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Prosecutor in YNW Melly double murder trial claims rapper admitted to killing his friends in Instagram DM – defense mocks law enforcement in opening statements

YNW Melly (L) and Broward County Prosecutor Kristine Bradley (R)

YNW Melly, on the left, and Broward County Prosecutor Kristine Bradley, on the right, appear in court on June 12, 2023.

The double murder trial for rapper Jamell Demons, better known as YNW Melly, began in earnest with opening statements from both sides in Broward County, Florida, on Monday morning.

A breakout musician in recent years, the 24-year-old faces two counts of murder for the 2018 shooting deaths of his YNW collective members Chris Thomas, 20, who was known as YNW Juvy, and Anthony Williams, 21, who was known as YNW Sakchaser.

The defendant and one of his surviving friends – who is also a member of the collective – insist that the two died in a drive-by shooting; Florida law enforcement claims that they couldn’t find any evidence at the scene of the crime to support that theory of the murders.

Near the tail end of the state’s first presentation to the 12 jurors who were empaneled to determine Melly’s fate, Prosecutor Kristine Bradley claimed the defendant himself actually bragged about and admitted to the deadly shootings in a direct message on Instagram.

The state took the opportunity to try and ding the rapper’s popularity.

“In the Instagram, because the defendant had a moderate social media following at the time of these events, people are reaching out to him,” Bradley said, “People are reaching out to him. Some fans, some friends, some associates. You’ll see on October 26th, after about 8:00 a.m. in the morning, Eastern Time, multiple messages are coming in. Messages are coming in from individuals checking to see if he’s okay.”

Melly has well over 4 million Instagram followers as of this writing.

The prosecutor went on to say that people were checking to make sure Melly wasn’t also hurt in the “drive-by,” using her hands to make quotation marks in the air in order to disparage the characterization.

One message allegedly received by Melly asks: “Yo, homie. You good? Let me know something.”

Bradley then went on to discuss the concept of “context” and explained to jurors why it matters – in an attempt to argue that Melly’s alleged response to that direct message had to be read in context.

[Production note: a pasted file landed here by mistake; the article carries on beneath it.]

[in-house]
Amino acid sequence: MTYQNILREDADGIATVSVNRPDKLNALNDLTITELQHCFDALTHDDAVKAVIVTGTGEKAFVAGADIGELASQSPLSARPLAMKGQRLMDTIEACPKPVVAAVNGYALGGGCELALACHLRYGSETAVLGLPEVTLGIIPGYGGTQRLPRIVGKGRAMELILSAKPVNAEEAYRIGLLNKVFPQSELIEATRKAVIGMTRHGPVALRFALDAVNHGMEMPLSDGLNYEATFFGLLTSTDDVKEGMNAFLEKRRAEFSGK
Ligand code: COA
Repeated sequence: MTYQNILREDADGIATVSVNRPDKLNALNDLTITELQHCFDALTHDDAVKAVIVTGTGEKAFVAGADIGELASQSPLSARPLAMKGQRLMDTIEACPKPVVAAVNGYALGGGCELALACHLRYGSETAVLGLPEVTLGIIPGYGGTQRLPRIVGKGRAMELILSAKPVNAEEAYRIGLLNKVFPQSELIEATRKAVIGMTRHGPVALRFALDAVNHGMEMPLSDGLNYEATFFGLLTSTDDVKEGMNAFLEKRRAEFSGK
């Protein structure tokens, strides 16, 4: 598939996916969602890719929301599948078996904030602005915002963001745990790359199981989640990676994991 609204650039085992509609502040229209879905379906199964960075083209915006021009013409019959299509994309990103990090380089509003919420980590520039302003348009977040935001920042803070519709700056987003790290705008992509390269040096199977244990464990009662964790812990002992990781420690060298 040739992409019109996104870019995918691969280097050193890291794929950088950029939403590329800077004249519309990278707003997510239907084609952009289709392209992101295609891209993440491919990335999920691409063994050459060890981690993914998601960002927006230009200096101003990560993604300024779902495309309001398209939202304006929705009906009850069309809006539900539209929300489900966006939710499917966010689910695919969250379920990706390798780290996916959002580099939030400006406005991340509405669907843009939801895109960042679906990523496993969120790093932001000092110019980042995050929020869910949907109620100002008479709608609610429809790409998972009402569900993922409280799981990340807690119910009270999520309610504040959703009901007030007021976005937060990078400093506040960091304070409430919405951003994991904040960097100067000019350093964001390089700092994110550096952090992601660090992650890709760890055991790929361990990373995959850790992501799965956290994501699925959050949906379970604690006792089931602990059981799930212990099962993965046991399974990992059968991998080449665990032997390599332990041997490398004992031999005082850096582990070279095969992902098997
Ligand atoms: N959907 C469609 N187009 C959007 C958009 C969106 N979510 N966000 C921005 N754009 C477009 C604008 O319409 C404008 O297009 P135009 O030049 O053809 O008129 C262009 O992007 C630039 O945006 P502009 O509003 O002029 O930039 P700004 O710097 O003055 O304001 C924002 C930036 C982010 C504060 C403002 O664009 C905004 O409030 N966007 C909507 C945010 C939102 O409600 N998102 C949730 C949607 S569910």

The state claims the rapper “succinctly” replied: “I did that. Shh.”

More Law&Crime coverage: Rapper YNW Melly could get death penalty more easily than past convicted killers: expert

Melly has been in jail since he turned himself in on Feb. 13, 2019, announcing his decision to surrender in an Instagram post.

“[A] couple months ago I lost my two brothers by violence and now the system want to find justice,” he wrote. “[U]nfortunately a lot of rumors and lies are being said but no worries god is with me and my brother.”

As his trial began, Melly’s Instagram account encouraged people to stream the proceedings on Law&Crime – and asked for prayers.

YNW Melly gives a shoutout to L&C

YNW Melly’s Instagram account encourages people to watch his double murder trial on Law&Crime (Screengrab via Instagram)

The trial’s livestream was also shared on his Twitter account.

During opening statements, the rapper’s defense attorney strongly hit back against law enforcement’s alleged nonexistent theory for why Melly would have killed his friends all those years ago.

Defense attorney David A. Howard acknowledged the state does not have to – because the law does not require the state to – prove his client’s alleged motive in order to convict him of murder – but he invited Broward County jurors to look beyond the law and into the mind of the person on trial for the brutal deaths of two young men.

“Do you know what does require motive?” the defense asked out loud before answering. “A young man to wake up one day and decide that he’s going to kill two of his best friends – best friends that he grew up with; best friends that he hangs out with; best friends who he lives with; best friends whose careers he was trying to launch alongside his own. They have no reason for why he would do this because there is no reason. And if there’s no reason, it doesn’t make sense.”

Howard then went on to mock the alleged ineptitude of police and prosecutors by mimicking their voices in a cartoony fashion.

“And, if after four years of investigation, the state comes and says, ‘Hey, he killed two of his best friends.’ And you’re wondering why, and their answer is, ‘Uh, I dunno.’ That’s the first indication that they’re just guessing and don’t know what they’re talking about,” Howard went on. “And that, ladies and gentlemen, is, by itself, reasonable doubt.”

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